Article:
Creating High-Performance Building Facades

New materials, products, and systems create better results that enhance designs
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Sponsored by Azon, HOFMANN FACADES, Inpro, Neolith®, and Vitro Architectural Glass
By Peter J. Arsenault, FAIA, NCARB, LEED AP

Between the Lines: Choosing Expansion Joint Filler Systems

All facade materials and systems are made up of distinct parts or sections. The edges of those sections abut each other and require the use of a material to seal the joint between them. Similarly, on larger buildings, intentional expansion joints (gaps) are needed in the structure to allow for the movement of different parts of the building due to thermal expansion and contraction, seismic loads, or other conditions. Since all of these types of joints can interrupt the thermal, moisture, and air barriers in a facade, how they are treated and addressed will determine the continuity, or not, of these barriers across the joints.

From the standpoint of their performance, the key to successful joints often comes down to the selection of the material or type of system used to fill the gap in the joint. Effective choices include the use of manufactured foam seals, infilled “pan” systems, and metal cover systems. We will look at some of the choices below and comment on their suitability for different facade applications.

Closed-Cell Foams

Closed-cell foams are very watertight and do not allow the moisture to enter the body of the foam. This is the best application for horizontal runs where water could pool. These are tougher to compress but can be placed under tension or be pulled to expand quite well. The other key advantage of closed-cell foams is that they take well to heat-welding of seams. This renders a monolithic installation that reduces the risk of water infiltration.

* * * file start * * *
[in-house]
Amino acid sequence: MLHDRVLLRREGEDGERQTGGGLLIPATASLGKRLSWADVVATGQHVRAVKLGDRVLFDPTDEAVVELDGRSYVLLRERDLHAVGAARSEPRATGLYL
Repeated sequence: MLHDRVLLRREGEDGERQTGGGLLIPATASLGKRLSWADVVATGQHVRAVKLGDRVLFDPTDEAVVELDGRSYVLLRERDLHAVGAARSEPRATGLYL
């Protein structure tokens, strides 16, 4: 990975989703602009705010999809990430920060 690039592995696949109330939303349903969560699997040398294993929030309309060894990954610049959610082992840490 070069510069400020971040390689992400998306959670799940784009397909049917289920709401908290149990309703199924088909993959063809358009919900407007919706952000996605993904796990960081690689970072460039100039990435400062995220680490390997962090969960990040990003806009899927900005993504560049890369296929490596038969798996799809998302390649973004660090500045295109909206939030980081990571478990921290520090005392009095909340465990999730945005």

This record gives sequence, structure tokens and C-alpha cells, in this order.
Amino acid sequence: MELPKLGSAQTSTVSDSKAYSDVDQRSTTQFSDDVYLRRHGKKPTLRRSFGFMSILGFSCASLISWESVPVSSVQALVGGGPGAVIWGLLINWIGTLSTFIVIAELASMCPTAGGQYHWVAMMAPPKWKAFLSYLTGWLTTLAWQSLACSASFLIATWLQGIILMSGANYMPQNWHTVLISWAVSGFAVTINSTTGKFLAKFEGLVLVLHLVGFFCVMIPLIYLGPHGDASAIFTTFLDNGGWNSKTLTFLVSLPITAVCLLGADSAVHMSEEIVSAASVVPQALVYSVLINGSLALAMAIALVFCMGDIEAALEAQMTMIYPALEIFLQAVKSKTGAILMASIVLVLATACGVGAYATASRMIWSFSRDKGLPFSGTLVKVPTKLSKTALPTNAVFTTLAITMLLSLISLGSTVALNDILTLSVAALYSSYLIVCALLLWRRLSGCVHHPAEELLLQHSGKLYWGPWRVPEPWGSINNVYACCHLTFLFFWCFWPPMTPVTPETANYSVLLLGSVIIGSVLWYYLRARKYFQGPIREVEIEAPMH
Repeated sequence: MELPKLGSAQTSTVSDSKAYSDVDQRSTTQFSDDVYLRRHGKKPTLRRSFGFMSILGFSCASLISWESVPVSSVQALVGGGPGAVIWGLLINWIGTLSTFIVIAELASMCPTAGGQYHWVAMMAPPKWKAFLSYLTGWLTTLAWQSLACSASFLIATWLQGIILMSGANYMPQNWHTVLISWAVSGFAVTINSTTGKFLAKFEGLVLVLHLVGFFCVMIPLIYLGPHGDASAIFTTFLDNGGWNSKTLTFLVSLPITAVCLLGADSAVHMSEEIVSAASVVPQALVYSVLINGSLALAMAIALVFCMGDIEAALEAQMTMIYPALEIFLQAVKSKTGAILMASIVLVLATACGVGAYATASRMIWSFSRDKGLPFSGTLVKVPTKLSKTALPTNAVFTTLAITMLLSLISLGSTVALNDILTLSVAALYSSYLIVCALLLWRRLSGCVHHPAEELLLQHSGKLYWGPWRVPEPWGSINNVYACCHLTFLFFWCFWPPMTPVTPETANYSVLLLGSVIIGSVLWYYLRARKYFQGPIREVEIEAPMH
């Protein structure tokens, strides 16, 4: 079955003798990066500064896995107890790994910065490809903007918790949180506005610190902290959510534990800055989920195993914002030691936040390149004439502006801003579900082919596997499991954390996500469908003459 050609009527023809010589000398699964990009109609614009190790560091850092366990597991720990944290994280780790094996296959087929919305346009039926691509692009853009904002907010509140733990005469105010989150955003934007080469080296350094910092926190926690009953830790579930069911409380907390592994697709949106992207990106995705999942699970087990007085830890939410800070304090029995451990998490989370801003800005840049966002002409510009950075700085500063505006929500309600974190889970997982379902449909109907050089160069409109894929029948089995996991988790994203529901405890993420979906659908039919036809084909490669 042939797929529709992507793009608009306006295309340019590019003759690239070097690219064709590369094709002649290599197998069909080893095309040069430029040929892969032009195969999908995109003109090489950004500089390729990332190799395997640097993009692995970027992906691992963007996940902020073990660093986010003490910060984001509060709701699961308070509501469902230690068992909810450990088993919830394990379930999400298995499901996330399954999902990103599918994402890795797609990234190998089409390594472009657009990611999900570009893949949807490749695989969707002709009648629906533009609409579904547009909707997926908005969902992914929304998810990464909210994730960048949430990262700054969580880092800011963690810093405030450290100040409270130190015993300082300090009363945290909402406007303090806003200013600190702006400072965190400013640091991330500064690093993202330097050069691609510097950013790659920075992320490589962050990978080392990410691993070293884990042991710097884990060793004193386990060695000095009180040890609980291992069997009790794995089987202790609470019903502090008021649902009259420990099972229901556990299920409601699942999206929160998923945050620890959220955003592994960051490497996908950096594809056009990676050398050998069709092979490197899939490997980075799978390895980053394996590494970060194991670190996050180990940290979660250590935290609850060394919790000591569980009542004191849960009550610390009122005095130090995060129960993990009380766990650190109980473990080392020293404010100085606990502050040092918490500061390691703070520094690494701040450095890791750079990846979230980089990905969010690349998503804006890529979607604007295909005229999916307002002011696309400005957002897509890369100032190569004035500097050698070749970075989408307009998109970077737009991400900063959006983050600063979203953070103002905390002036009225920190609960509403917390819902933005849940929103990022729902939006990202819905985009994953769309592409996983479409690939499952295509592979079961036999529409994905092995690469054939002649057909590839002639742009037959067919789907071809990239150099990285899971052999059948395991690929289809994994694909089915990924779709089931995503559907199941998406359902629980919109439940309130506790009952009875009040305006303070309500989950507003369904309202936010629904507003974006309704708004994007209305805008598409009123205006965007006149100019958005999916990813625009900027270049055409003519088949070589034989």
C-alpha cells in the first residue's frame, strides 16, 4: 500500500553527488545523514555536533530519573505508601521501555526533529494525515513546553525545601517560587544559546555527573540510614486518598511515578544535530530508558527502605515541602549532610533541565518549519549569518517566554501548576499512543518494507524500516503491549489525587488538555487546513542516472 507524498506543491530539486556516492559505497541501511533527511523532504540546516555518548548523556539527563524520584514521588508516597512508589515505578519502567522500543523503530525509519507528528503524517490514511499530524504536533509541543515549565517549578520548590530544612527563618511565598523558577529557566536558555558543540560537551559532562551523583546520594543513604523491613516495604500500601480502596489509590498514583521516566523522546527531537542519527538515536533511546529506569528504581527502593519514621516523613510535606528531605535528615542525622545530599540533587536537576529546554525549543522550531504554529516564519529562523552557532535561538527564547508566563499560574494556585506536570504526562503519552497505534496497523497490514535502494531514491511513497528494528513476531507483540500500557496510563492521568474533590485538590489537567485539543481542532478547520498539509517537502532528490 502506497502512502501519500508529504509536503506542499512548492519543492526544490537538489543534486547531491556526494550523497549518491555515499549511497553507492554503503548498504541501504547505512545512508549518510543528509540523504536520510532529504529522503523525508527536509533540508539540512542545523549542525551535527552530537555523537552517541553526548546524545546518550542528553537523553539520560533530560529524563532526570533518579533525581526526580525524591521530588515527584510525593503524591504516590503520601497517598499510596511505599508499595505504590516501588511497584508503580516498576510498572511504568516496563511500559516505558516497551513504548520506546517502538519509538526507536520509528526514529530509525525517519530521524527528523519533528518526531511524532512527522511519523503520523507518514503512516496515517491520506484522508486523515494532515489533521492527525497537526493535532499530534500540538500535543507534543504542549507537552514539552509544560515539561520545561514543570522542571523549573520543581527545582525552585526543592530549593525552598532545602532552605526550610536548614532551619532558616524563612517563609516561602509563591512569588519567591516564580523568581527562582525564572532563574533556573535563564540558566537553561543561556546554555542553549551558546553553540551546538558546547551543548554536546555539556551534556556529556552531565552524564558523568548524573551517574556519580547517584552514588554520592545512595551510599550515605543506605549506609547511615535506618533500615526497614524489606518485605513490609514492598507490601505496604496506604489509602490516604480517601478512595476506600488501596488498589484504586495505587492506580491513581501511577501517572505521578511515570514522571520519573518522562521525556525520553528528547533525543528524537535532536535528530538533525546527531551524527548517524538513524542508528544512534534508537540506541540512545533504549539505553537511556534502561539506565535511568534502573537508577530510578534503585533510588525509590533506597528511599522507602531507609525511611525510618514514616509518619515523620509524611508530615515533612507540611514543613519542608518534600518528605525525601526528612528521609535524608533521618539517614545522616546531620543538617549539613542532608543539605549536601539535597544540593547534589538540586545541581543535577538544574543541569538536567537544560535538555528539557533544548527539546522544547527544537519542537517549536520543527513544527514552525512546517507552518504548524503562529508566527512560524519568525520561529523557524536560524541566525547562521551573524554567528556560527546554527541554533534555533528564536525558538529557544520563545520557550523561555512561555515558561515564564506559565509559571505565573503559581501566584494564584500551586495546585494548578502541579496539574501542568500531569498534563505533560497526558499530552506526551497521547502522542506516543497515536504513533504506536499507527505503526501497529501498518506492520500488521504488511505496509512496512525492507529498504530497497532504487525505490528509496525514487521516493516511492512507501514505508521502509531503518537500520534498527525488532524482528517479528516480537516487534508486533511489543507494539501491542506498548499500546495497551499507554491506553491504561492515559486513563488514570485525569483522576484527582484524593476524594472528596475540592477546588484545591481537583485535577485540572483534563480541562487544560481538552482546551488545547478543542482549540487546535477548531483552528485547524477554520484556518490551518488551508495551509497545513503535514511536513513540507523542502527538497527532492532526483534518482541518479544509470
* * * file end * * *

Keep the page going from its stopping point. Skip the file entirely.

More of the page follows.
A good rule of thumb/best practice when using closed-cell foam seals is to limit their application to a joint width of no more than 8 inches (200 millimeters) or smaller. Use of foams for expansion joints larger than even 6 inches leads to two things:

  1. Exceeding the foam’s performance characteristics. Plus, the weight of “super-wide” foam seals can lead to sagging in vertical applications.
  2. Dramatically higher costs compared to other expansion joint cover systems.

Images courtesy of Inpro

Foams and pleated seals can be used in narrow joint openings and compress or expand in relation to the building movement. They may not be the most cost-effective choice in some cases, however.

Open-Cell Foams

Yes, these products do allow for some flow-through of water vapor. Like many exterior veneer systems, if moisture becomes trapped in a wall cavity, building systems allow the moisture to wick out. This is a good attribute and a major focus to eliminate potential mold issues in vertical applications. Hence, open-cell foams should be employed only in vertical installations, where gravity can wick any absorbed water downward and away from the building enclosure.